# Left identity, left inverse.

1. Sep 4, 2010

### Fredrik

Staff Emeritus
Consider a binary operation on a set G. A an element e of G is said to be a left identity if ex=x for all x. If x is in G, an element y of G is said to be a left inverse of x if yx is a left identity. A right identity and right inverse is defined similarly. Is the following an adequate definition of "group"?

The pair $\big(G,(x,y)\mapsto xy\big)$ is said to be a group if
(1) the binary operation is associative,
(2) every member has a left inverse.

(By my definition of "left inverse", (2) implies that a left identity exists, so no need to mention that in a separate axiom). I have seen the claim that the group axioms that are usually written as ex=xe=x and x-1x=xx-1=e can be simplified to ex=x and x-1x=e without changing the meaning of the word "group", but I don't quite see how that can be sufficient. It's possible that I have weakened the definition too much by not explicitly saying that x-1x is the same left identity for all x. I'll have to add that as part of the definition if it can't be proved from the other axioms. Without including that as an axiom, I'm able to prove that
• There's at most one right identity.
• Every x has at most one right inverse.
• If x-1 is a left inverse of x, then x is a left inverse of x-1.
• If f is a right identity, then for any x, f is a right inverse of x-1x.
• If x-1x has a right inverse, then x is a right inverse of x-1.
• If x is a right inverse of x-1, then x-1 is a right inverse of x.
I'll show the calculations if someone asks for them. I don't see how to finish the proof that a "group" in the sense of the definition above, is actually a group. Looks like I only need to prove that there's a right identity.

This might be one of those times when I see the answer immediately after I post the question.

Last edited: Sep 4, 2010
2. Sep 4, 2010

### Hurkyl

Staff Emeritus
I think there are models that aren't groups.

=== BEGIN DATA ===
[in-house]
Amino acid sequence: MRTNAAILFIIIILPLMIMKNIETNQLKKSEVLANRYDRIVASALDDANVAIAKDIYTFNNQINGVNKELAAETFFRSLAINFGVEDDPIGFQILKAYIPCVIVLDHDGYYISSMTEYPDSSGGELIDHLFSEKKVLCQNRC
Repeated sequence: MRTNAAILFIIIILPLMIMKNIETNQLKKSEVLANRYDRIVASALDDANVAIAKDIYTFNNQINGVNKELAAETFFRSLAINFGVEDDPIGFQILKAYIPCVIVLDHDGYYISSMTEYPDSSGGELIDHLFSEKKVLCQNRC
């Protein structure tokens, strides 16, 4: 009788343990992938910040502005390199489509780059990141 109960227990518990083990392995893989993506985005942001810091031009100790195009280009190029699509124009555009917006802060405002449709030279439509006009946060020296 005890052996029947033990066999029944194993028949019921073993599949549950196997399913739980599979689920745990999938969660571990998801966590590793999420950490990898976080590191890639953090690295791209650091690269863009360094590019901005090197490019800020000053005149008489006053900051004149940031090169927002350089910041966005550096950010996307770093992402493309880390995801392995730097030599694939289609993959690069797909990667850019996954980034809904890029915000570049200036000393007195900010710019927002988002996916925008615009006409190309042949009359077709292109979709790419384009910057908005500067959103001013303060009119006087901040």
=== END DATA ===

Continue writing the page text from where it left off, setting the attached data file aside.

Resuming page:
My idea is to adjust the free group on a set of symbols. We have left inverses so we can cancel off the left, so what if we can't cancel off the right? I want the rightmost symbol to pick out a class of words that are a group, but without the rightmost symbol itself being cancellable.

In the normal free group, the elements are words in the alphabet of generators and inverses of the generators, modulo the rewrite rules
xx' ->
x'x ->​
(the right hand sides are the null strings)

My plan is that you only allow these rewrite rules if they do not occur on the right edge of a word.

If I haven't made any errors, then each of the words of the form xx' and x'x are left identities, for x one of the generators, but all of them are unequal.

3. Sep 4, 2010

### Hurkyl

Staff Emeritus
Reformulation of the same idea:

Let G be a group. Let X = |G| x |G|.

Define a product on X by
(a,b).(c,d) = (abc,d)​

This is associative:
((a,b).(c,d)).(e,f) = (abc,d).(e,f) = (abcde,f) = (a,b).(cde,f) = (a,b).((c,d).(e,f))​
the elements (x',x) are left identities:
(a,a').(b,c) = (aa'b,c) = (b,c)​
and (b',a') is the left inverse of (a,b):
(b',a').(a,b) = (b'a'a,b) = (b',b)​

4. Sep 4, 2010

### Fredrik

Staff Emeritus
Thank you very much. That answers it, and saves me a significant amount of time. There's no right identity in X, since (a,b)=(a,b).(c,d)=(abc,d) implies d=b. So my definition must at least be supplemented by the requirement that x-1x is the same left identity for all x. And it's not hard to see that this is sufficient. x-1x=e implies (xx-1)2=xx-1, which implies xx-1=e. So for arbitrary x, we have x-1x=e=xx-1, and this means that for arbitrary x, we have xe=x(x-1x)=(xx-1)x=ex=x. So the left identity is also a right identity.

By the way, I assume that the notation |G| means "the underlying set of G". Is that notation standard?